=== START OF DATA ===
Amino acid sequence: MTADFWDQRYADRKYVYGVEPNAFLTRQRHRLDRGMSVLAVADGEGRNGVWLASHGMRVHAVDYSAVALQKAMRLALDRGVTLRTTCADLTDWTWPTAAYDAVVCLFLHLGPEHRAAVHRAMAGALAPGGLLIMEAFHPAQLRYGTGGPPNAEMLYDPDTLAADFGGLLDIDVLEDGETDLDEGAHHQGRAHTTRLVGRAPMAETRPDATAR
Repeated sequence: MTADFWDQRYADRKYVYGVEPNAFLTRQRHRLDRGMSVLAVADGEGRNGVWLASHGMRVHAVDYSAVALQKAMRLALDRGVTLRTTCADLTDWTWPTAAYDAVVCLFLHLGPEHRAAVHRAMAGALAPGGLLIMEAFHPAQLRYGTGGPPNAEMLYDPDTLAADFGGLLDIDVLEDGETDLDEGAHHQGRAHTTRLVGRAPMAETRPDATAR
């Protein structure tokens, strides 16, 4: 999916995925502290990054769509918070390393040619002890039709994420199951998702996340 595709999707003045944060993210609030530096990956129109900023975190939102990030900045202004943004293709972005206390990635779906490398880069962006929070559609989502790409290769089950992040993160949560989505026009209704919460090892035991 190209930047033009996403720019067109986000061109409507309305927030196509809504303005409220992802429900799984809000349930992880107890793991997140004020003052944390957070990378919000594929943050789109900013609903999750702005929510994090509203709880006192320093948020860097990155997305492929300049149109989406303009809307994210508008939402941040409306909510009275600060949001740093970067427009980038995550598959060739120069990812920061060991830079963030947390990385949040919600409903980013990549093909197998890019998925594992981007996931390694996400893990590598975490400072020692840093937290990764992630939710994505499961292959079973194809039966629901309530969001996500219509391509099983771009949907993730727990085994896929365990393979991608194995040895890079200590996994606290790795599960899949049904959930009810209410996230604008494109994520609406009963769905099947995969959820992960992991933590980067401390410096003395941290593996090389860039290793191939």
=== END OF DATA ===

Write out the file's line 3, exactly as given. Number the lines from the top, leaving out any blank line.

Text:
């Protein structure tokens, strides 16, 4: 999916995925502290990054769509918070390393040619002890039709994420199951998702996340 595709999707003045944060993210609030530096990956129109900023975190939102990030900045202004943004293709972005206390990635779906490398880069962006929070559609989502790409290769089950992040993160949560989505026009209704919460090892035991 190209930047033009996403720019067109986000061109409507309305927030196509809504303005409220992802429900799984809000349930992880107890793991997140004020003052944390957070990378919000594929943050789109900013609903999750702005929510994090509203709880006192320093948020860097990155997305492929300049149109989406303009809307994210508008939402941040409306909510009275600060949001740093970067427009980038995550598959060739120069990812920061060991830079963030947390990385949040919600409903980013990549093909197998890019998925594992981007996931390694996400893990590598975490400072020692840093937290990764992630939710994505499961292959079973194809039966629901309530969001996500219509391509099983771009949907993730727990085994896929365990393979991608194995040895890079200590996994606290790795599960899949049904959930009810209410996230604008494109994520609406009963769905099947995969959820992960992991933590980067401390410096003395941290593996090389860039290793191939």